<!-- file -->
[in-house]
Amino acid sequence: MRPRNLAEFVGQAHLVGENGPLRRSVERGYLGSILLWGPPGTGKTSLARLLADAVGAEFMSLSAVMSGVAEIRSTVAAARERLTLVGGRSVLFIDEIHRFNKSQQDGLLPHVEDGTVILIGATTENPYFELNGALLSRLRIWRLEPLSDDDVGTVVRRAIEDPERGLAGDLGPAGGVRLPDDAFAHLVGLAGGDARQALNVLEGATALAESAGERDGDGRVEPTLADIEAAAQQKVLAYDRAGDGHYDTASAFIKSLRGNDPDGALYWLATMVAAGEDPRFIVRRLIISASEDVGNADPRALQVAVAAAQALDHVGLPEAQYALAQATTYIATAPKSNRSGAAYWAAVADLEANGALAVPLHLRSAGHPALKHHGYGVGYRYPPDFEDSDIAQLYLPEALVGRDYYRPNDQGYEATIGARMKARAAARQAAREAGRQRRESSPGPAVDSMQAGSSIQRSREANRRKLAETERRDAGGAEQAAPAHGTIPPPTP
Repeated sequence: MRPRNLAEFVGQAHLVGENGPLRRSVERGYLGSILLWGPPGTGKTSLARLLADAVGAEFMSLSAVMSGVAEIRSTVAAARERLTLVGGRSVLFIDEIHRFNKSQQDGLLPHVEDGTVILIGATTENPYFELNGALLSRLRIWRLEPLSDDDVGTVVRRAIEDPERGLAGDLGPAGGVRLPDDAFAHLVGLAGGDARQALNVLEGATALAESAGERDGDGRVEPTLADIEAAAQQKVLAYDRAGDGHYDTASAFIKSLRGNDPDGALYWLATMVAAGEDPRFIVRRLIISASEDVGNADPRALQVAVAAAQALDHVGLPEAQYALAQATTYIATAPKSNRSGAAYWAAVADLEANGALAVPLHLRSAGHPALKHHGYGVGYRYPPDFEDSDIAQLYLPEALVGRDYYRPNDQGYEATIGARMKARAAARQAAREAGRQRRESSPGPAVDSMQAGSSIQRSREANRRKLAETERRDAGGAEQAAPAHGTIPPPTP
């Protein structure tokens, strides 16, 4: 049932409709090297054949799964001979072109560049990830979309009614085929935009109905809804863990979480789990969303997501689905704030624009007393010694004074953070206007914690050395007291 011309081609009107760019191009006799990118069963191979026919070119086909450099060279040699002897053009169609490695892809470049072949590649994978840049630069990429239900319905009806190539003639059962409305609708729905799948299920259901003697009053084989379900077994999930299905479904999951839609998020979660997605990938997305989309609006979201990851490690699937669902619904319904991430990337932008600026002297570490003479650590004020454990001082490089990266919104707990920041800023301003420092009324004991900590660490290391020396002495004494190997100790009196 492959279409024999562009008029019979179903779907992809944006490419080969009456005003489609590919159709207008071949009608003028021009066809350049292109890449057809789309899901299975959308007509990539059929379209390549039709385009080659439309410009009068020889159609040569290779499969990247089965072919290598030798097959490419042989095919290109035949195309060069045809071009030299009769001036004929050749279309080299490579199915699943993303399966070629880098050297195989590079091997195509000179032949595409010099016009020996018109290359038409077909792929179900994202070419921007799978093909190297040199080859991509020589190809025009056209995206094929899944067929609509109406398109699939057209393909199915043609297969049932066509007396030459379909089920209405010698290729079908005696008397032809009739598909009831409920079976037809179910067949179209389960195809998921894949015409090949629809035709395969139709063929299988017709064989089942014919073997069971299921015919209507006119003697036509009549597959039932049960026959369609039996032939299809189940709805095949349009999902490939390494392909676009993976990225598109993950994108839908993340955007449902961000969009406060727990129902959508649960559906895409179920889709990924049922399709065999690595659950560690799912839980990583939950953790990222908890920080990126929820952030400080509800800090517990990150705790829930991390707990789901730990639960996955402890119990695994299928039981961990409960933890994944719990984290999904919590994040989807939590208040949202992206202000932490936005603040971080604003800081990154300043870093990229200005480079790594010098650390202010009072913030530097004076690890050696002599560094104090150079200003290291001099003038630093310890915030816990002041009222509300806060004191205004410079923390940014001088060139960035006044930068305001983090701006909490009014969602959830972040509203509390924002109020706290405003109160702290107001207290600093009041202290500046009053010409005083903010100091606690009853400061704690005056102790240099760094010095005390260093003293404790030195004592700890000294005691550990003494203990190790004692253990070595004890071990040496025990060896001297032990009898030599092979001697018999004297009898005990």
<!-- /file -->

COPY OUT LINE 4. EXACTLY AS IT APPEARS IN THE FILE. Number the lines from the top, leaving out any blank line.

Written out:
């Protein structure tokens, strides 16, 4: 049932409709090297054949799964001979072109560049990830979309009614085929935009109905809804863990979480789990969303997501689905704030624009007393010694004074953070206007914690050395007291 011309081609009107760019191009006799990118069963191979026919070119086909450099060279040699002897053009169609490695892809470049072949590649994978840049630069990429239900319905009806190539003639059962409305609708729905799948299920259901003697009053084989379900077994999930299905479904999951839609998020979660997605990938997305989309609006979201990851490690699937669902619904319904991430990337932008600026002297570490003479650590004020454990001082490089990266919104707990920041800023301003420092009324004991900590660490290391020396002495004494190997100790009196 492959279409024999562009008029019979179903779907992809944006490419080969009456005003489609590919159709207008071949009608003028021009066809350049292109890449057809789309899901299975959308007509990539059929379209390549039709385009080659439309410009009068020889159609040569290779499969990247089965072919290598030798097959490419042989095919290109035949195309060069045809071009030299009769001036004929050749279309080299490579199915699943993303399966070629880098050297195989590079091997195509000179032949595409010099016009020996018109290359038409077909792929179900994202070419921007799978093909190297040199080859991509020589190809025009056209995206094929899944067929609509109406398109699939057209393909199915043609297969049932066509007396030459379909089920209405010698290729079908005696008397032809009739598909009831409920079976037809179910067949179209389960195809998921894949015409090949629809035709395969139709063929299988017709064989089942014919073997069971299921015919209507006119003697036509009549597959039932049960026959369609039996032939299809189940709805095949349009999902490939390494392909676009993976990225598109993950994108839908993340955007449902961000969009406060727990129902959508649960559906895409179920889709990924049922399709065999690595659950560690799912839980990583939950953790990222908890920080990126929820952030400080509800800090517990990150705790829930991390707990789901730990639960996955402890119990695994299928039981961990409960933890994944719990984290999904919590994040989807939590208040949202992206202000932490936005603040971080604003800081990154300043870093990229200005480079790594010098650390202010009072913030530097004076690890050696002599560094104090150079200003290291001099003038630093310890915030816990002041009222509300806060004191205004410079923390940014001088060139960035006044930068305001983090701006909490009014969602959830972040509203509390924002109020706290405003109160702290107001207290600093009041202290500046009053010409005083903010100091606690009853400061704690005056102790240099760094010095005390260093003293404790030195004592700890000294005691550990003494203990190790004692253990070595004890071990040496025990060896001297032990009898030599092979001697018999004297009898005990």